Restaurant Insurance Basics – Part 3 of 10 – Business Income Insurance

Part 3 in our 10 part series discusses Business Income insurance and how to use it to correctly protect your loss of income after insured disasters. 

Business Income, sometimes referred to as business interruption insurance is often overlooked when the restaurant  owner sets up his or her restaurant insurance program.  This is because with most businessowners policies, this coverage is now included automatically.  This is of course a great convenience for those who might overlook this protection in the first place.  But this automatic protection does not remove the need for you to take the time to understand this coverage and make sure that it will respond in the way you expect after a large loss.

Before this coverage was simplified and added into the businessowners policy coverage, it was sold separately under the name business interruption coverage.  If you still have a package policy as opposed to the businessowners form, then you will probably need to add this coverage by endorsement.  Either way, there are several different elements to this protection and you should understand each clearly.

Before I tackle the different elements of business income protection, it is important to note that business income coverage is a consequential loss form.  That means, the losses that you incur which are to be covered by this part of your insurance policy have to be the consequence of an insured peril in the first place.  For instance, if a fire burns your building down, then the fire loss is covered by the businessowners policy and so therefore, the business income coverage will apply.  If, on the other hand, you have a flood loss to your restaurant, then that type of loss is not covered by the businessowners policy so you will not have protection for your lost income.

To understand these elements of this protection, I will focus on the most common form of policy, the businessowners policy.  Bear in mind that these are generalities and you should discuss your specific form with your agent if you have difficulty understanding it.  First of all, business income is usually defined as net profit or loss before income taxes that would have been earned or incurred if no physical loss or damage had occurred.  So, we are talking about lost profits here.  But what else should be considered?  Well, the form usually also includes normal continuing operating expenses.  These are expenses that will continue on even when you are shut down and out of business.  They might include rent, electricity, water etcetera and most importantly payroll.  If you can’t pay your employees while you are shut down, you might lose them.  Often though, the coverage for payroll can be limited in both time and scope.  Many common forms only include payroll for 60 days past the date of the physical loss that triggered the business income coverage.  In addition, most forms exclude payroll for owners, executives, department managers and employees under contract.  Also, you should check your policy form carefully to see if any of the following are included or excluded in the definition of payroll:  employee benefits, fica payments you pay, union dues you pay, and workers compensation premiums you pay.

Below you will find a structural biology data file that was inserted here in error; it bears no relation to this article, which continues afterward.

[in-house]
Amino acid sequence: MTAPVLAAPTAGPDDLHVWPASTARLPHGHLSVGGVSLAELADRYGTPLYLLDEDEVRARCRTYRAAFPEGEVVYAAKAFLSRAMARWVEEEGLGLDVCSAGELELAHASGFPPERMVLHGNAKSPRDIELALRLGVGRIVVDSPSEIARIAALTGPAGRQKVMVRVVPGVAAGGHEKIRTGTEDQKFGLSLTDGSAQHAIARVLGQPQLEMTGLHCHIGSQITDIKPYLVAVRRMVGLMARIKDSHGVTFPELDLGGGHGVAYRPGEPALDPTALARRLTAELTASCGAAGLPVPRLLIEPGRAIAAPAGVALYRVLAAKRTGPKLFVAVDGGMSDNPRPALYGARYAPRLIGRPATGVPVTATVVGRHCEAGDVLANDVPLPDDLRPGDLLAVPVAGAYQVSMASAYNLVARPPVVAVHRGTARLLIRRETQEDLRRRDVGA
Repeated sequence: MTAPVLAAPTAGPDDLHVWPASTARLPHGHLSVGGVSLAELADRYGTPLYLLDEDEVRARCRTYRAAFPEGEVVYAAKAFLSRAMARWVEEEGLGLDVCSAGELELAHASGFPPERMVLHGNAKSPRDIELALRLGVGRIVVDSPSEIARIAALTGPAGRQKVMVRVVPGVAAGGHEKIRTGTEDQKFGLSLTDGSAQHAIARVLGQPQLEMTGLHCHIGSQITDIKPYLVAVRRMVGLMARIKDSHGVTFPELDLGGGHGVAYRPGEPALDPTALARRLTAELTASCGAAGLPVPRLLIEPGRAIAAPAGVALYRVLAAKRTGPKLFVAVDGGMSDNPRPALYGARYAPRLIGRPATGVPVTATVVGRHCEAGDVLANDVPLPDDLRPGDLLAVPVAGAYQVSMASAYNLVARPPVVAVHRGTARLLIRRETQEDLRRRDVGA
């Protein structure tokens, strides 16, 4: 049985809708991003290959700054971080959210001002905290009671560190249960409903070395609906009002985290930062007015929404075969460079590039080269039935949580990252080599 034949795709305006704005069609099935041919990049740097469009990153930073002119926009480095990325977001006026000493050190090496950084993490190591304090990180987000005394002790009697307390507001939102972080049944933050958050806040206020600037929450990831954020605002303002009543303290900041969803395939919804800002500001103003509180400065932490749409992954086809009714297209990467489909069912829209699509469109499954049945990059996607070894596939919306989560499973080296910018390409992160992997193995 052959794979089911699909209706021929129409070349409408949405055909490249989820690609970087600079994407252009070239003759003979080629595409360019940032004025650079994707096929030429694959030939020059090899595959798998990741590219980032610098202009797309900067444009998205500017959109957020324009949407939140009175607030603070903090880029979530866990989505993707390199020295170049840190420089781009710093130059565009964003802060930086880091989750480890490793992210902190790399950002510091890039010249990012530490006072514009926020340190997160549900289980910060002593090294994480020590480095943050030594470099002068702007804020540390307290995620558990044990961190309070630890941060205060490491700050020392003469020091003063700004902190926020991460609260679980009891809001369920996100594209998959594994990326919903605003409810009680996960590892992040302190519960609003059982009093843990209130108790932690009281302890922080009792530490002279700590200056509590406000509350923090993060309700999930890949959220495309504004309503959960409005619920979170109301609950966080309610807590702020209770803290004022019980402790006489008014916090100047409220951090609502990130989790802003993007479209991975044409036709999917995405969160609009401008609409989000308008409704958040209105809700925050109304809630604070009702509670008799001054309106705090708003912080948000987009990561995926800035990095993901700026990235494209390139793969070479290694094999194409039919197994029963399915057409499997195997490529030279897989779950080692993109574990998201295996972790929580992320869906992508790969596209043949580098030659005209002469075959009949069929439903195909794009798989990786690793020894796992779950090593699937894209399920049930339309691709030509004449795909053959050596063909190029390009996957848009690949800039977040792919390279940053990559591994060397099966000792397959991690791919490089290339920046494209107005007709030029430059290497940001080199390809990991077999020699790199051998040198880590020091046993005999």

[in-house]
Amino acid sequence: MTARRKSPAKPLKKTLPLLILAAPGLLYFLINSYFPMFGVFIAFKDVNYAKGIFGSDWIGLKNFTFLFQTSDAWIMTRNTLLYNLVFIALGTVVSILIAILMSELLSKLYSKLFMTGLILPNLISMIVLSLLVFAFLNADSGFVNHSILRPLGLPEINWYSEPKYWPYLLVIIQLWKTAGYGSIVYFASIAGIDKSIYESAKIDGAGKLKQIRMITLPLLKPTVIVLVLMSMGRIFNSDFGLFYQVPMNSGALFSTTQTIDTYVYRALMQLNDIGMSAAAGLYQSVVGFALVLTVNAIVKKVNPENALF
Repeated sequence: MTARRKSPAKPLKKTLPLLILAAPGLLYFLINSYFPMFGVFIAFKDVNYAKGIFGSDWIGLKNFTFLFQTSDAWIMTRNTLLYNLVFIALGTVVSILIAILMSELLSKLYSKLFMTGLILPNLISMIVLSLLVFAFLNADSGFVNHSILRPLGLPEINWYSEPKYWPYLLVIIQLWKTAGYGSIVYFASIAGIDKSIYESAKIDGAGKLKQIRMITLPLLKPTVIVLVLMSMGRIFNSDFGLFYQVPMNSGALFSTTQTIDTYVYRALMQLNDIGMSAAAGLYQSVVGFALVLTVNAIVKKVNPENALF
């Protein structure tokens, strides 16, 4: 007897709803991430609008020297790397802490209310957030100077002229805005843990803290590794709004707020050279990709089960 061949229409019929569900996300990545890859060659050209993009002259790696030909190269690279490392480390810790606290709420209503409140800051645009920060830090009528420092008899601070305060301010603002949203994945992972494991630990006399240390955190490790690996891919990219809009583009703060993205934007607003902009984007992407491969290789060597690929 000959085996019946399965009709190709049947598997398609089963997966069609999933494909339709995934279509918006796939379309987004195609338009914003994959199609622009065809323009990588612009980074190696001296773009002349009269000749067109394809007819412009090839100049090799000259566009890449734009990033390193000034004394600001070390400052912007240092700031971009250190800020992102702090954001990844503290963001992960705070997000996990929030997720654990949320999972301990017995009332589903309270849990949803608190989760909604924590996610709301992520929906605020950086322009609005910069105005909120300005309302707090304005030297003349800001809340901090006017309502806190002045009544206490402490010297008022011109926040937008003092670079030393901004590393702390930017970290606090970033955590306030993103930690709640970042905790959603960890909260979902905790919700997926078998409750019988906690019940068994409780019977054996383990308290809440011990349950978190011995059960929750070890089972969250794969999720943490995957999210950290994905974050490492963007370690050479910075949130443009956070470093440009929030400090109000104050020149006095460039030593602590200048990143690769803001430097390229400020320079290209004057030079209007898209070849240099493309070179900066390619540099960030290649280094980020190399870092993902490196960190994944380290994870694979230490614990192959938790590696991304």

One additional element of this protection deals with extra expense.  Extra expenses are those that you must bear in order to get your restaurant back in business more quickly.  You may have to expedite shipments or rent another location to get in business while your old one is repaired.  You should put together a firm and clear disaster plan for what you would do if your restaurant is destroyed by fire and then be sure that your business income protection will respond in a way that works well for your plan.

I think that the business income section of your policy is a place that points out just how important it is for you to deal with an agent and company that specializes in insuring restaurants.  There is too much to lose here and you can’t fix it very easily after the big loss has occurred.  Take the time to make sure you have hired the professionals that you need to make sure you don’t lose your livelihood in an accident that is compounded by poor disaster and risk management planning.

At Clinard Insurance Group in Winston Salem, NC, we want all insurance consumers become better informed buyers.  Insuring and helping restaurants all across North Carolina and South Carolina is our specialty.  We even have ways to help you gain and keep more customers.  For one example of that type of program, visit our partners page.  We also know that not all restaurants are the same.  That’s why we have created 5 different restaurant insurance programs so that you can choose a program more tailored to your needs.  We have a fine dining insurance program, a casual dining restaurant insurance program, a fast food insurance program, a bar and grill and tavern insurance program and a special insurance program for caterers.  If you need help or advice for your NC restaurant or your SC restaurant, please call us, toll free, at 877-687-7557 or visit us on the web at   Don’t trust your livelihood to an agent that doesn’t specialize in restaurants.  There is just no need to take that risk.